The above changes in behavior also cannot be attributed to medication or substance use. A clinician must additionally rule out any other potential mental health or medical condition as the cause of the behaviors.
According to major depressive disorder criteria defined in the DSM V, depressive symptoms must be present for two weeks consecutively, although many people suffer with depression much longer before seeking out treatment.
If you are experiencing some major depressive disorder symptoms that are sporadic or less intense, but continue over a long period of time, you may be facing bipolar disorder or cyclothymic disorder. It’s best to consult with a therapist or doctor if you’re unsure about the symptoms you’re facing.
Major depressive disorder treatment
Clinical depression can cause unbearable distress in someone’s life, but the good news is that depression can be treated and symptoms successfully managed. The sooner treatment begins, the sooner a person can benefit from therapy, medication and lifestyle changes.
The first line of defense in treating MDD or any mood disorder is through therapy. There are dozens of potential therapeutic techniques, but talk-therapy (sometimes called psychotherapy by mental health professionals) is the most evidence-based method of treating depression.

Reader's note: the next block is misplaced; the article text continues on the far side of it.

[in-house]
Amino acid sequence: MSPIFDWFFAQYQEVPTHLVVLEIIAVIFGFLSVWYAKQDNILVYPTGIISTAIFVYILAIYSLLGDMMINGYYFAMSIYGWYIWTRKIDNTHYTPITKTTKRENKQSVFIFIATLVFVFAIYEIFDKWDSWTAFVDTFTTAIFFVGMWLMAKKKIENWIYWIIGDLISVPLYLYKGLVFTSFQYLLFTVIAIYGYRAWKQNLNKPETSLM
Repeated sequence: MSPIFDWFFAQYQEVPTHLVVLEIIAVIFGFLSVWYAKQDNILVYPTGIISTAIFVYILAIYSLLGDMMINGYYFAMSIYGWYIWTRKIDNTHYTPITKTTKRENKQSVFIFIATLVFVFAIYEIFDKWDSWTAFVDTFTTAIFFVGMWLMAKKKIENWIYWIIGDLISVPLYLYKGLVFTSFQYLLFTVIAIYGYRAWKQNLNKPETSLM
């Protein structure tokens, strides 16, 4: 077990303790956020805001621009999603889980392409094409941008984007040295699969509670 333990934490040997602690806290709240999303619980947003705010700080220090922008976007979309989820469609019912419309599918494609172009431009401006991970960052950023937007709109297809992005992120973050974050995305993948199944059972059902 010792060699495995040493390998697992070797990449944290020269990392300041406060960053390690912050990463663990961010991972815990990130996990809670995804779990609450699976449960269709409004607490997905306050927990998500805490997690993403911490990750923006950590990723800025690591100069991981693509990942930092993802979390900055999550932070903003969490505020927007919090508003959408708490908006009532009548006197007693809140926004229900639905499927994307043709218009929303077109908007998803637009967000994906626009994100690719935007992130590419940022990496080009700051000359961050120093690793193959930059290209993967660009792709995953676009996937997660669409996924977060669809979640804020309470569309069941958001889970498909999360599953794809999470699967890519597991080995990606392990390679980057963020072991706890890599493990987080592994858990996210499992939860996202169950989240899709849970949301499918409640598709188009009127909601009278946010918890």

Talk-therapy is what most people picture when they think of therapy. Therapy can also include complementary methods like nature therapy, mindfulness meditation or electroconvulsive therapy.
Medication has also proven to be effective in reducing symptoms in those with MDD. The drugs most commonly prescribed as part of a major depressive disorder treatment plan include antidepressants such as selective serotonin reuptake inhibitors, serotonin norepinephrine reuptake inhibitors and tricyclic antidepressants.
A wide variety of lifestyle changes may be recommended in order to minimize major depressive disorder symptoms and heal the root of the disorder, too. A doctor may recommend dietary changes to balance hormones. An exercise regimen can assist with decreasing feelings of fatigue and restoring normal sleep patterns.
Moreover, a person may need to simultaneously attend treatment for a substance use disorder, find housing away from dysfunctional individuals, leave a dangerous relationship or decrease stress by seeking a greater work-life balance.
Whatever goals are designed in collaboration between you and your therapist will be chronicled in a treatment plan. Your treatment plan for MDD will indicate action steps laid out through clear and measurable objectives. The treatment plan will work as a guide and assessment tool to determine whether your symptoms improve and next steps for treatment.
Treating major depressive disorder with Pyramid Healthcare
At Pyramid Healthcare you can find the care you need for depression and other mental health conditions, including substance use disorders. Reclaim your health and wellbeing at our new Ohio facility.